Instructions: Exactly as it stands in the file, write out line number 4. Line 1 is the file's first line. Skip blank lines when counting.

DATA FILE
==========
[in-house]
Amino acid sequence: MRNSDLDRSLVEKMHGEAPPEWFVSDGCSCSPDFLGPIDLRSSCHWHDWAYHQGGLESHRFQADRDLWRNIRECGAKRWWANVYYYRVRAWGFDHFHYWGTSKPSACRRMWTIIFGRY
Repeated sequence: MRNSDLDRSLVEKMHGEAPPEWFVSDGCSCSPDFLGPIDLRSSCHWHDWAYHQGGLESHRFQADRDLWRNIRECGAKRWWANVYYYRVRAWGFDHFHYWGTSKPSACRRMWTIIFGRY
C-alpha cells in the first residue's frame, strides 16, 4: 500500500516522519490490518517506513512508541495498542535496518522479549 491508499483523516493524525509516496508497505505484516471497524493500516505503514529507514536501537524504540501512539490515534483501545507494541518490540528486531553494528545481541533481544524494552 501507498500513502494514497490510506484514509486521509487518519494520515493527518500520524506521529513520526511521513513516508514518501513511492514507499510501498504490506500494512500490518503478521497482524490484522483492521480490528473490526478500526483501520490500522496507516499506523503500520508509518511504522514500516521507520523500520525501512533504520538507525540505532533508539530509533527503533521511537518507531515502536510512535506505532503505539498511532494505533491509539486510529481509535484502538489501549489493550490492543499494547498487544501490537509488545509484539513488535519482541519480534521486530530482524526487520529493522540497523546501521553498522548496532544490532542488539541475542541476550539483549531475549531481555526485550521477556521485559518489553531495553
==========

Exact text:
C-alpha cells in the first residue's frame, strides 16, 4: 500500500516522519490490518517506513512508541495498542535496518522479549 491508499483523516493524525509516496508497505505484516471497524493500516505503514529507514536501537524504540501512539490515534483501545507494541518490540528486531553494528545481541533481544524494552 501507498500513502494514497490510506484514509486521509487518519494520515493527518500520524506521529513520526511521513513516508514518501513511492514507499510501498504490506500494512500490518503478521497482524490484522483492521480490528473490526478500526483501520490500522496507516499506523503500520508509518511504522514500516521507520523500520525501512533504520538507525540505532533508539530509533527503533521511537518507531515502536510512535506505532503505539498511532494505533491509539486510529481509535484502538489501549489493550490492543499494547498487544501490537509488545509484539513488535519482541519480534521486530530482524526487520529493522540497523546501521553498522548496532544490532542488539541475542541476550539483549531475549531481555526485550521477556521485559518489553531495553